WARNING: Even the synopsis for this book contains spoilers for the first three books in the King Rolen’s Kin series. If you haven’t read those and want to remain unspoiled, don’t continue reading. Otherwise, please continue.
When Dovecote estate fell, Garzik, younger son of Lord Dovecote, was captured and sent back to Merofynia as a prize of war. Feeling responsible for the fall of his father’s estate – and therefore, ultimately, the fall of the Kingdom of Rolencia – Garzik believes he must set things right before he can return home.
He decides to turn his misfortune into opportunity, and spy for the rightful king, Byren. With fortune on his side, Garzik hopes to learn something that could change the path of the war, then escape, return home, find Byren and redeem himself. For Garzik is, and always will be, the king’s man.
When I found out there was an e-novella appearing in the King Rolen’s Kin universe I cheered. I fell in love with the world earlier this year and the wait for the final book until late 2013 is a long one, so to get an unexpected return there – even if only a short one – was delightful. When I opened The King’s Man in iBooks and it turned out to be about Garzik I squee-ed. I was sad when Orrade’s scrubby little brother was seemingly killed, so to find out he’d be back was a lovely surprise.
Garzik was one of my favourite secondary characters in The King’s Bastard. He carries off the lead part in this narrative quite well, though he had the annoying habit of constantly comparing himself to his older brother and the King’s sons and idolising them out of all proportion. This point felt a little belaboured at times, but given that learning to trust himself and accepting that he didn’t fail Byren, but that the fates conspired against him succeeding, was a large part of the lessons Garzik needed to learn in this story, I do see why. In addition, he still a teen and as with most teens he thinks that the world revolves about him; not in the sense that he is selfish, but that he thinks his actions or inactions have a far larger impact than they do: I failed to light the fire, so the kingdom fell. As part of growing up he has to learn that he is just a cog in the machine: important but not essential.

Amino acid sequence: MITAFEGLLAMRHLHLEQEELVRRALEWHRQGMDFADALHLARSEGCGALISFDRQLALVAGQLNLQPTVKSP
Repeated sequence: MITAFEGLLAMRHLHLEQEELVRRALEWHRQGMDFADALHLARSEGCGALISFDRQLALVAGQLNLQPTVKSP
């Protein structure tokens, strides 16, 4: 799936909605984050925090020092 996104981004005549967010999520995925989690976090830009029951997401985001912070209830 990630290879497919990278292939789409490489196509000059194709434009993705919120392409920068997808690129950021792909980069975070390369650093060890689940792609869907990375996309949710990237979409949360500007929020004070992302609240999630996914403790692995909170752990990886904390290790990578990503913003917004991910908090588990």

We get a closer look at the Merofynians, both as villains and as friends, and at the Utlanders and their homeland. I very much enjoyed the closer look at the Utlander culture; the Utlanders won me over and I kept hoping Garzik would find a way to stay with them and be a King’s Man as well. In fact I still hope that we’ll see him do this in Kingbreaker, the fourth King Rolen’s Kin book. I found the structure of Utlander society fascinating, with its three pillars of the women, the beardless and the raiding warriors. Hopefully we’ll see more of this society as well.
Don’t read The King’s Man if you haven’t read the first three King Rolen’s Kin books, but if like me, you loved those books and are waiting for the last one, do pick this up. It’s not just a return to a wonderful story; it also gives a deeper understanding of the world. We get to go places we haven’t been before and learn things we’ve had no way of knowing until now. Unfortunately, late 2013 now seems farther away than ever, as I can’t wait to read Kingbreaker!
This book was provided for review by the author.